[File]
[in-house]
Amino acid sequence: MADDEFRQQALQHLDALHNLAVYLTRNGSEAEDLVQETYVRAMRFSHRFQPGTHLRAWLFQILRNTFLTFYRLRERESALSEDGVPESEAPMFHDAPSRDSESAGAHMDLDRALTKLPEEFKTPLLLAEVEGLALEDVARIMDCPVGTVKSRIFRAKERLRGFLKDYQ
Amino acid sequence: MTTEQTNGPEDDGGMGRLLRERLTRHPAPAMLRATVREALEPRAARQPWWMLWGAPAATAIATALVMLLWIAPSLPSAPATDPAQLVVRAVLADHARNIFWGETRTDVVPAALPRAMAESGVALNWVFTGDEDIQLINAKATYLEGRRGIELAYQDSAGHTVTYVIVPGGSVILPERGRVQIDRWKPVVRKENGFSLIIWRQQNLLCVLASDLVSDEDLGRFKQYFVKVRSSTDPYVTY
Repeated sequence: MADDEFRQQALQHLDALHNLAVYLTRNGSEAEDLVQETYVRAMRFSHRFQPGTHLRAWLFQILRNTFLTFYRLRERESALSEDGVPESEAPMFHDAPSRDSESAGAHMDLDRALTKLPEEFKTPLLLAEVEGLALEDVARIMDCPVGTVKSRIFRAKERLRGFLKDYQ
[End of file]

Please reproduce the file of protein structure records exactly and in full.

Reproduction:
[in-house]
Amino acid sequence: MADDEFRQQALQHLDALHNLAVYLTRNGSEAEDLVQETYVRAMRFSHRFQPGTHLRAWLFQILRNTFLTFYRLRERESALSEDGVPESEAPMFHDAPSRDSESAGAHMDLDRALTKLPEEFKTPLLLAEVEGLALEDVARIMDCPVGTVKSRIFRAKERLRGFLKDYQ
Amino acid sequence: MTTEQTNGPEDDGGMGRLLRERLTRHPAPAMLRATVREALEPRAARQPWWMLWGAPAATAIATALVMLLWIAPSLPSAPATDPAQLVVRAVLADHARNIFWGETRTDVVPAALPRAMAESGVALNWVFTGDEDIQLINAKATYLEGRRGIELAYQDSAGHTVTYVIVPGGSVILPERGRVQIDRWKPVVRKENGFSLIIWRQQNLLCVLASDLVSDEDLGRFKQYFVKVRSSTDPYVTY
Repeated sequence: MADDEFRQQALQHLDALHNLAVYLTRNGSEAEDLVQETYVRAMRFSHRFQPGTHLRAWLFQILRNTFLTFYRLRERESALSEDGVPESEAPMFHDAPSRDSESAGAHMDLDRALTKLPEEFKTPLLLAEVEGLALEDVARIMDCPVGTVKSRIFRAKERLRGFLKDYQ